‘Coming soon’ just came for NetSuite data centers


Yes, now the company has actually done that European data center thing – and done it twice at one go. But it has also pinned its colours to a user interface trend that could put dusty old `journals of record’ into some proactive use in the here and now of agile business management.

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Evan Goldberg

It has been one of the long-running skirmishes of Netsuite’s annual UK events at this time of the year for the local press corp to ask the question: `OK, what about European data centers?

To which Netsuite, usually in the form of either CEO Zach Nelson or CTO Evan Goldberg, to respond with: ‘it’s coming, it’s coming’. Well now it is come. It, or more specifically, they, are in the present tense.

Two new European data centers were announced at the NetSuite annual London jamboree, and they are expected to be fully operational before the end of the year. One is in Dublin and one in Amsterdam, each running core NetSuite suite code as full European-based entities.

This removes one of the major stumbling blocks the company has faced in the European marketplace, and may indeed create something of a major surge in NetSuite activity and implementations. It means that all those potential customers which have held fire on making a move to a SaaS implementation because the core applications code was being run in the USA and therefore – potentially – open to prying eyes with the right contacts in certain organisations, can find their doubts and fears on that score assuaged.

Those businesses will now be able to work with NetSuite as they would any other European-based service provider, with all their data stored and processed within the EU and therefore far more likely to pass any tests about data sovereignty and compliance with local Governance regulations.

It should also put the company in a better position than some other US-based SaaS-base services deliverers, where the common suggestion is that their `European data centers’ are actually just dedicated racks in their US datacentres. That latter approach does, however, answer one important question for European users – the one about energy consumption.

Some CIOs will be faced with possible questions, and perhaps even penalties in some bigger enterprises, if using European datacentres pushes them over a limit on their total energy consumption.
This issue should be mitigated, if not entirely removed, by the fact that both datacentres are powered by 100% renewable energy sources.

Given that until this week those European fears of data vulnerability had arguably been real, the little factoid delivered by Evan Goldberg during his keynote – that Europe is now one of the biggest centers for applications development on Netsuite – is quite surprising. It would suggest that there is now a real groundswell of pressure in the apps development area just waiting to come through. It will be interesting to see just how big this will be once the data centers are fully up and running.

More from Goldberg

In other Golberg keynote announcements, he said that an updated version of the SuiteGL General Ledger was now “ready for disruption” and pushed it as an example of a new trend that will be underpinning many future developments from the company. This is re-design of the user interface so that it much more like a web service and therefore far more oriented to what use can be derived from the information than being a repository for dry data.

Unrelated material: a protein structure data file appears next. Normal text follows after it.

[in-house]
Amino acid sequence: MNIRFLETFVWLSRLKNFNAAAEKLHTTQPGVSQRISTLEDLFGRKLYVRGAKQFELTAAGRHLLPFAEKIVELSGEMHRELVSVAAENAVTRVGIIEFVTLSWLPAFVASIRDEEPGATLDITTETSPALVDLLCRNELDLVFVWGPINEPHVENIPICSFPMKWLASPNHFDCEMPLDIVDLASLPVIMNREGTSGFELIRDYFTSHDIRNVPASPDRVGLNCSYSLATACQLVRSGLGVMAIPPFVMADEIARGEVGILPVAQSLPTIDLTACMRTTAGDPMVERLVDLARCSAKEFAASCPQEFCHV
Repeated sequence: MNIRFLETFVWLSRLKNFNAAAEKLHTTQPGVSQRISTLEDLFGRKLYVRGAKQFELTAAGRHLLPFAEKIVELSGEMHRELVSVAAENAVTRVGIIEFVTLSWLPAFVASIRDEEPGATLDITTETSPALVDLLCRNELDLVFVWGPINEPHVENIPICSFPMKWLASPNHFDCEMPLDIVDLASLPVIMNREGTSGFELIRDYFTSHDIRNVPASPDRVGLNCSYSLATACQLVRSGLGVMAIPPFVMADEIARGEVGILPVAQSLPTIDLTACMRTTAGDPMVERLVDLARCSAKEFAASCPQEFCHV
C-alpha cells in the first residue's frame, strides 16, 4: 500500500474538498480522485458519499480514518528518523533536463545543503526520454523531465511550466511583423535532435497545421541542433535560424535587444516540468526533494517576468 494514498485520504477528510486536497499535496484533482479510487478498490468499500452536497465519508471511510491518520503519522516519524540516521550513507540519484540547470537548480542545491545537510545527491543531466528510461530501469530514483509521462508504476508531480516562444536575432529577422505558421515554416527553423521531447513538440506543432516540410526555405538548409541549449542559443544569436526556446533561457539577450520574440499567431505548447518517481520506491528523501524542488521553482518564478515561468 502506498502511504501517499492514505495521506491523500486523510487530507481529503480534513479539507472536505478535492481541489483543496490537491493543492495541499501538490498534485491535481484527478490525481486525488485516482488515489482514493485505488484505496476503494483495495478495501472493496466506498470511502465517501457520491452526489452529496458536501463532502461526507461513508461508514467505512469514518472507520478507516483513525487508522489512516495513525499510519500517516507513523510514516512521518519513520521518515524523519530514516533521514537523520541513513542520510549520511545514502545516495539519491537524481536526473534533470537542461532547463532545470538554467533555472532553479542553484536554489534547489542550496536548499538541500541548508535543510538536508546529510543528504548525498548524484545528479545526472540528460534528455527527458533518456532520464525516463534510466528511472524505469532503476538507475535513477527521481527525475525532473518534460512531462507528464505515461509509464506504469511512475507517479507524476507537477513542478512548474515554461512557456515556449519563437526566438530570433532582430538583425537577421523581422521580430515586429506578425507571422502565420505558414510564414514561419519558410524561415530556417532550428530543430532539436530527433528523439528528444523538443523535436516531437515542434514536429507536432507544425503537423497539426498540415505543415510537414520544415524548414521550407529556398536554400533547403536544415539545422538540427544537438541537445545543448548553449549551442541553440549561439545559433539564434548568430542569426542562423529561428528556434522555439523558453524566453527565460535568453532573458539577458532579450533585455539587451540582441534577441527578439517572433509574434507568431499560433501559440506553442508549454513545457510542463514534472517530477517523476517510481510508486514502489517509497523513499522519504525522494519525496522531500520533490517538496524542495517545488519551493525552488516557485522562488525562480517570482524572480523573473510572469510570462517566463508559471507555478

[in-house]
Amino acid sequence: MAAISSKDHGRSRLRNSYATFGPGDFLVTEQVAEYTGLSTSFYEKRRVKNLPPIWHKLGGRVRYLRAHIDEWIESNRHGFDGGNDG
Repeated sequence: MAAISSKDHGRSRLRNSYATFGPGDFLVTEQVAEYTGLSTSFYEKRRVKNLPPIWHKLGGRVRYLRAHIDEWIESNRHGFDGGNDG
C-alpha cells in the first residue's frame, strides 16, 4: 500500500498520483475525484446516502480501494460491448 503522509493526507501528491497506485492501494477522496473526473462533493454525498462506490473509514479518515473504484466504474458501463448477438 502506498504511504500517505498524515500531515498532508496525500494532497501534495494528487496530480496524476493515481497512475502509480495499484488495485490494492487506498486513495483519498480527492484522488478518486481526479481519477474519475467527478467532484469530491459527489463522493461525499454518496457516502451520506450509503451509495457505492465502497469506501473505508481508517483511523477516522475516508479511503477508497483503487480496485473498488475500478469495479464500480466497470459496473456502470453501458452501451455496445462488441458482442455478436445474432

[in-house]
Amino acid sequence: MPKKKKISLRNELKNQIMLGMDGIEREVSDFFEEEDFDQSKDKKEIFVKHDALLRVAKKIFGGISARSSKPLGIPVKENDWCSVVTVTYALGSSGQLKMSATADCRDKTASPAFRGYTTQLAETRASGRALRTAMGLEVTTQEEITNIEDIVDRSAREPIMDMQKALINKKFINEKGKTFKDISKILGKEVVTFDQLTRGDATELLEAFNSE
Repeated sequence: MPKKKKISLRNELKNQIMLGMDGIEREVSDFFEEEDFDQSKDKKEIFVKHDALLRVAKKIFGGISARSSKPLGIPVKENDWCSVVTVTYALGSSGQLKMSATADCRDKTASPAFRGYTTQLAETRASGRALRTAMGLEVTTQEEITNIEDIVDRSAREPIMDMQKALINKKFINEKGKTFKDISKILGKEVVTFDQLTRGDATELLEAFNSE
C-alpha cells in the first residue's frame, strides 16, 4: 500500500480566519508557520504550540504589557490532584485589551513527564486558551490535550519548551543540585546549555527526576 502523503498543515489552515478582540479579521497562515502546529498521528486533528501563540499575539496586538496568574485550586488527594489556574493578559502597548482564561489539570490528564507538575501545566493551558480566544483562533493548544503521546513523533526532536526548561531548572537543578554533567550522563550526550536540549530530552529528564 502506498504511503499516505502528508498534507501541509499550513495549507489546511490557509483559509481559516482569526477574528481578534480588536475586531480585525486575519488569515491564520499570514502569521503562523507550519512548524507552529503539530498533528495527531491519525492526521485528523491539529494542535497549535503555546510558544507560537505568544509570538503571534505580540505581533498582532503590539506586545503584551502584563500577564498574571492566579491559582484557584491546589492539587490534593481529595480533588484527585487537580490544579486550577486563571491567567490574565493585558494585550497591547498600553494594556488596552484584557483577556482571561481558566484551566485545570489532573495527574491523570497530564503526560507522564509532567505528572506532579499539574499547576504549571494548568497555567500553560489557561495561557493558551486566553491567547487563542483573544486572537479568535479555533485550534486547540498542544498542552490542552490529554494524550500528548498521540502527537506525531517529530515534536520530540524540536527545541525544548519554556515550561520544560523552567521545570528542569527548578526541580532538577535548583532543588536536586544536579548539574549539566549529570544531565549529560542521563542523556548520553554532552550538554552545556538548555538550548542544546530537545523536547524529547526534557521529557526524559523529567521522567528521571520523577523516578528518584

For example, in SuiteGL the addition of Custom Segments as a function means that users can rapidly pull together data that can build useful business management functions, such as identifying which product or project is the most profitable. Goldberg said:

This allows users to identify and develop relationships between segments.

The associated demo even attracted a ripple of applause, which for anything to do with general ledgers must be considered a minor miracle in its own right.

There are also developments in the realm of advanced revenue recognition which could prove to be quite important foe some businesses as a new revenue recognition standard is now coming into play. Goldberg explained:

The new standard means that some companies will come up against the fact that: `this may now apply to you’.

That same design approach now also being used in the new In-Store solution for the retail trade, which brings in-store sales operations in from the cold and integrates it with the rest of the omni-channel retailing management solution the company already offers.

Last, but not least, was a quick mention that the Android-based version of Netsuite’s mobile client interface now includes full Netsuite functionality. A version for Windows mobile devices is also “coming soon:. Given the company’s increasingly prominent partnership with Microsoft (whose CEO Satya Nadella made a fleeting video appearance in the keynote) this will hopefully not become the annual substitute for European data centers questions.

My take

Of course the arrival of European data centers is a crucial development for Netsuite, and the timing of its announcement with the demise of Safe Harbour is uncannily apposite. But the underlying trend of turning previously ‘dry’ business systems of record and management tools into far more pro-active tools for business development and change could have a more long-term impact.


Disclosure – at time of writing, NetSuite is a premier partner of diginomica.